Skills That Your Special Needs Planning Professional Should Have
Part 10 in a Series of Articles
by Dave Harmon, MSW, MBA

Many parents of children with special needs do not know what skill sets their special needs planning professional advisors should have. Choosing the wrong advisor can have disastrous effects on the quality of life of the individual, and can certainly affect the outcome of all special needs planning, estate planning, government benefits, and other important planning issues regarding the individual.

Here is a guide of skill sets and experiences that your advisor should have before you consider having him or her plan for your child with special needs:

    • Has tangible experience in special needs planning and, as a result, has a pool of clients that can be used as references. Just as references should be available to anyone considering using the services of a professional, parents should be able to ask for and receive the names of satisfied clients that they may contact.
    • Should be well grounded and knowledgeable in all types of available government benefit programs such as: SSI (Supplemental Security Income), SSDI (Social Security Disability Income), Medicaid (state run federal program for the aged, disabled, and blind), and Medicare (Social Security Health Insurance program with Part A & B coverages).
    • Understands how Medicaid-related health benefits work in your state. For instance, some states have Medicaid supplement programs and additional benefits available through TEFRA (Tax Equity and Fiscal Responsibility Act).
    • If your advisor is knowledgeable about such programs, he or she may be able to advocate for a client and secure additional levels of benefits, or can refer clients to advocates who may be able to assist them.
    • Is well-grounded in the fundamentals of estate planning. This would include understanding the inter-relationships of legal documents and how they work, such as wills, trusts, powers of attorney, healthcare proxies. Your advisor should also be up to date on recent 2001 changes in the estate tax laws that could impact on special needs planning issues. Estate tax rates are now in the process of being reduced and will be phased out over a ten-year period. However, at the end of the ten- year period, the tax code will revert to current law.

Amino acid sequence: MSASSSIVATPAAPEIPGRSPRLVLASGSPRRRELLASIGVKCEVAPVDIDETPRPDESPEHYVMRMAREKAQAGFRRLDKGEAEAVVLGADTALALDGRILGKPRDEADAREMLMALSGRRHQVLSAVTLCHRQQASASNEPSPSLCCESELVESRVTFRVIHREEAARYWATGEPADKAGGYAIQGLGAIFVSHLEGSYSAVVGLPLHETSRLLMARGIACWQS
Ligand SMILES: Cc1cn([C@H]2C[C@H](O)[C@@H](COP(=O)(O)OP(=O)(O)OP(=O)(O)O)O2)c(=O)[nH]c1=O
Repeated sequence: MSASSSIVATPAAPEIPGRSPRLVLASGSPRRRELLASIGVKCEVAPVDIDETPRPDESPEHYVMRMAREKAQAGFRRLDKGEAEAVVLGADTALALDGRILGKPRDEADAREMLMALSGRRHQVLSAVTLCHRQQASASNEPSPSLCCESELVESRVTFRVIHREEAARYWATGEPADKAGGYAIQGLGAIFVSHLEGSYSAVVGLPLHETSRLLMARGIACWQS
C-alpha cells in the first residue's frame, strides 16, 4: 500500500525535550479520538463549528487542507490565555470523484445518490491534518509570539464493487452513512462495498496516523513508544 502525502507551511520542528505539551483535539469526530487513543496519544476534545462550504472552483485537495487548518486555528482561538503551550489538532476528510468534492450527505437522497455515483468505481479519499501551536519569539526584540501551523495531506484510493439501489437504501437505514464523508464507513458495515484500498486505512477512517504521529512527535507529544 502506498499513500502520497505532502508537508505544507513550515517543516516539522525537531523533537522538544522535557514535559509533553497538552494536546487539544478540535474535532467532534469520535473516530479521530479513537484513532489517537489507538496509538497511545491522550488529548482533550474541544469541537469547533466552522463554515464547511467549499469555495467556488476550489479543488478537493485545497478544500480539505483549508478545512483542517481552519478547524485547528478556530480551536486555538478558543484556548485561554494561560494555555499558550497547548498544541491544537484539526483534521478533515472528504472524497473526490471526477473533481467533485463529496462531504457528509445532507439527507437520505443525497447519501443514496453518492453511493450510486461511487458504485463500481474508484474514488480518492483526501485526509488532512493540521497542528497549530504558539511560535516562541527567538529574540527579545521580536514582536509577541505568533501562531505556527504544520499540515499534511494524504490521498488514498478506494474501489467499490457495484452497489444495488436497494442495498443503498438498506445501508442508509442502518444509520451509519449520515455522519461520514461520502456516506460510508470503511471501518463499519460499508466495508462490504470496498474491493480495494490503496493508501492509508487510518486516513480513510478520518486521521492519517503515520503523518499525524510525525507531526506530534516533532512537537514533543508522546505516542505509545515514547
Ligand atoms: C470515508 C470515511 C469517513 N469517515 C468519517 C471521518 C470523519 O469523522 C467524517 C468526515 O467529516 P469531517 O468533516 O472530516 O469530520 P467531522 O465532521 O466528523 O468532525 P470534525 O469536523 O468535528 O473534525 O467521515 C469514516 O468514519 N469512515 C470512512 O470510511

• Works well with other professionals who have an expertise in special needs planning. This can include a relationship with a network of attorneys who are skilled in drafting legal documents and special needs trusts.
    • Understands that both federal and state laws affect the drafting of special needs trusts. SSA regulations affect special needs trusts. Therefore, it is important that an advisor is very fluent with the nuances of federal legislation governing trusts such as OBRA ‘93 and the Foster Care Independence Act of 1999 (P.L. 106-169). Section 205. Both OBRA ’93 and P.L. 106-169 directly affect SSI qualification. A lack of knowledge in this area could result in the loss of benefits.
    • Understands the role of the special needs trustee and can advise or refer to the appropriate individual on the use of funds in a special needs trust and on tax or other income matters.
    • Though not requisite, an added benefit would be if the advisor has a child, sibling, immediate family member, or relative with special needs, and/or does extensive volunteer work within the special needs community.
    • While not absolutely necessary, an advanced degree or designation such as LUTCF (Life Underwriting Training Council Fellow), CLU (Chartered Life Underwriter), ChFC (Chartered Financial Consultant), MBA (Masters in Business Administration), JD (Juris Doctor), or CFP (Certified Financial Planner), indicates a certain level of skill in the area of financial planning. The complexities of special needs planning, however, as noted above, call for specialized knowledge.

MetDESK Expertise

MetLife’s Division of Estate Planning for Special Kids, MetDESK is committed to helping families through the maze of legal and financial planning for the future of a child or dependent with special needs. To contact a MetDESK Specialist in your local community call 1-877-MetDESK (1-877-638-3375) or visit the MetDESK web site located at to request a meeting by filling out the on-line appointment maker. As a division of MetLife Financial Services, MetDESK was established to extend MetLife’s traditional commitment to public service to families of children with special needs.
Dave Harmon, MBA, MSW, is the Manager of the MetDESK, Division on Estate Planning for Special Kids, Metropolitan Life. Mr. Harmon is also a parent of a child with special needs.